street laborer: Sweeper (old school)

Almost fifty years later, harkening back to my first visits to Mexico City in 1974, it is surprising how many things are still the same.  Some are simple like the whistle of the knife sharpener in the neighborhood, which we heard staying in Contessa in 2015.  The street vendors, cart pushers, and constant presence of manual labor, cheaply regarded, both in private and public settings also still seems the same.

Cuaron, being interviewed by The Guardian, after the paper named the film the best of 2018, offered the clearest comments about the personal being political and the political always being prominent in answer to their questions:

Has Roma made you think differently about your childhood?
Not only my childhood; it has made me reassess many things, including my own complicity in certain situations – such as hierarchical society and the relationship between class and race that is prevalent not only in my country, but throughout the world.

What scenes do you find most personally painful in Roma?
There are many scenes. But what gave me the biggest pains were the scenes about the bubble of this middle-class family. This movie is set in 1971, and the social problems have actually got worse since then. That is really painful. Yesterday, we received good news about domestic workers, who have been campaigning for social security and to be legally protected. The judges declared it was discriminatory not to grant them those rights. What is so scary, though, is the amount of racist commentary about this on Twitter. And when Yalitza was on the cover of Vogue, you have no idea of the amount of racist comments about it. So, 1971 or 2018? The problems are even more acute today.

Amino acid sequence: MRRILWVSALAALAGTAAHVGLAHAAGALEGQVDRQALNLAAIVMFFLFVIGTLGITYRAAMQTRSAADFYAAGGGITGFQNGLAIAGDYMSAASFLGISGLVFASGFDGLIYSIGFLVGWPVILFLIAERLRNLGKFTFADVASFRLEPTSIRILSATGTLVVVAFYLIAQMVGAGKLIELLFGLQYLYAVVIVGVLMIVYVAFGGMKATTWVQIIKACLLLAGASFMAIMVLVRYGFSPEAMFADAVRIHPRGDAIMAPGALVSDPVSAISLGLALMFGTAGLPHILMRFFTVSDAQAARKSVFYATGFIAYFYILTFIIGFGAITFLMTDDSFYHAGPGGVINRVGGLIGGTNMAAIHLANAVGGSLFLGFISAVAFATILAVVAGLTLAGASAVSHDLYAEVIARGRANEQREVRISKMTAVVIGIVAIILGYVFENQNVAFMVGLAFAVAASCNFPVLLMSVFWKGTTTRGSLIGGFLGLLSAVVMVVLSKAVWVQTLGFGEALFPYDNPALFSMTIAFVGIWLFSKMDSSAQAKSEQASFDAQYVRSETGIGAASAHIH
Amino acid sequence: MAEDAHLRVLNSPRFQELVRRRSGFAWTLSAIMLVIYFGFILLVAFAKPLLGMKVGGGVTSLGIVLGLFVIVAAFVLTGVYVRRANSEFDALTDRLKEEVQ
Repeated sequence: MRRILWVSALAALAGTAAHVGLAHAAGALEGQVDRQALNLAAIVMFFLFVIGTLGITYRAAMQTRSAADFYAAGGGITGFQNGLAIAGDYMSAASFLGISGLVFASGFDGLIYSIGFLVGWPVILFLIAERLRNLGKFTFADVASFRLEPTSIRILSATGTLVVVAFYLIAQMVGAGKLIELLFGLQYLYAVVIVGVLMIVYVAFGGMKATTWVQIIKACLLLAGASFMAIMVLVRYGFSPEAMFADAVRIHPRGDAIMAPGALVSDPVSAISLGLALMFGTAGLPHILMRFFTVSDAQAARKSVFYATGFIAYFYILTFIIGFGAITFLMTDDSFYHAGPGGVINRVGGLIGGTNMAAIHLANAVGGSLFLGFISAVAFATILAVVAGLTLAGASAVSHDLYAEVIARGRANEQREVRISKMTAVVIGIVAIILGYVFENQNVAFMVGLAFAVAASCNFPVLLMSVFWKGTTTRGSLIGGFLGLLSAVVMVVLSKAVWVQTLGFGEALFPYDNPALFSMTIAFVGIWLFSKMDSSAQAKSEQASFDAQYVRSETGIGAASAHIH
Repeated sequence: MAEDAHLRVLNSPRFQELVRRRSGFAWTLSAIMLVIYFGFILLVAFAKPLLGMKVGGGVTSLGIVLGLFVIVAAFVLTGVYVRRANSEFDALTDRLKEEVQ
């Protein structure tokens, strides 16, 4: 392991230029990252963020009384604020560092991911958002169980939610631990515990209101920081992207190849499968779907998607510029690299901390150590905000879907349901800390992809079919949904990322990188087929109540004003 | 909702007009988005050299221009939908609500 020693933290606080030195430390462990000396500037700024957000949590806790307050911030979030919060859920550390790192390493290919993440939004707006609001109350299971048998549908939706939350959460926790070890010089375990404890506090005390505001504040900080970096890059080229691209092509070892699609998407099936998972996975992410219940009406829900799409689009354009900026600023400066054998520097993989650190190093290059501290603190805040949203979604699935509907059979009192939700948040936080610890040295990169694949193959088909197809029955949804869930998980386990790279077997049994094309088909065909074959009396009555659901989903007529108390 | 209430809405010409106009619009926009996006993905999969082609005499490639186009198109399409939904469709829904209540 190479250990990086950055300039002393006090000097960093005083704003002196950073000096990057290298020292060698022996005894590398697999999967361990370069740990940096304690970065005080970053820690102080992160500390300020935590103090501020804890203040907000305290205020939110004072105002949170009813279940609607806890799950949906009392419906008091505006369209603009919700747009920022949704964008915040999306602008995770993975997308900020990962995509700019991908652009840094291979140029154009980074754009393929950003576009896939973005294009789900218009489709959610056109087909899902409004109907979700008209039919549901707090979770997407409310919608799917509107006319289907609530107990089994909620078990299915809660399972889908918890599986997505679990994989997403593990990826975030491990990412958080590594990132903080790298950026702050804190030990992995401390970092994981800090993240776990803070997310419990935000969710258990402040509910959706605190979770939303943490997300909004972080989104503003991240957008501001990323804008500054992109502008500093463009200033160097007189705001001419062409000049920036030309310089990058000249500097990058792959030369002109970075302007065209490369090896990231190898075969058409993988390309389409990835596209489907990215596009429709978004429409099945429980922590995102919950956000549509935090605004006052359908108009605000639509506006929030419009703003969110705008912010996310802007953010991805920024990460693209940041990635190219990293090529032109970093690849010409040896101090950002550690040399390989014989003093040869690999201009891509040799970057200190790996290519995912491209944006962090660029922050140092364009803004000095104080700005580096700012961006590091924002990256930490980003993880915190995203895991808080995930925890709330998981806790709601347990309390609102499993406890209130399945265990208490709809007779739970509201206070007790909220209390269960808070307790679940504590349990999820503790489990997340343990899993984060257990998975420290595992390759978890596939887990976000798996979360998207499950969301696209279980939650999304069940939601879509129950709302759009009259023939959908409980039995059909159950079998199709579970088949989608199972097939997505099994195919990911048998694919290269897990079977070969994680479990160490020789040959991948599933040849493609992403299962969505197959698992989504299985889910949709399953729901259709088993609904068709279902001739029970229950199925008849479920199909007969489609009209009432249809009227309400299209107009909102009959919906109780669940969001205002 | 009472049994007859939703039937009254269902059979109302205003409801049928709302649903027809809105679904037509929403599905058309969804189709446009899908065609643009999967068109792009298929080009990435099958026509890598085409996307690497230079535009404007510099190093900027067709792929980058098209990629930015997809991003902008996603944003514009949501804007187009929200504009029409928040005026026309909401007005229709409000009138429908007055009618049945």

This is a film worth watching, whether you are in Mexico City or not.  The themes and concerns are universal and need to be seen uncomfortably, just as they exist in reality.

street laborers: Uber eats


The Color Barrier for Black Men is Mile High Preventing Equality

New Orleans   An exhaustive study of Census Bureau figures for 20 million people now in their late 30s by researchers from Stanford and Harvard has produced some terrible facts that establish firm proof behind what many have suspected:  race is ubiquitous in oppressing and institutionalizing inequality among African-American men.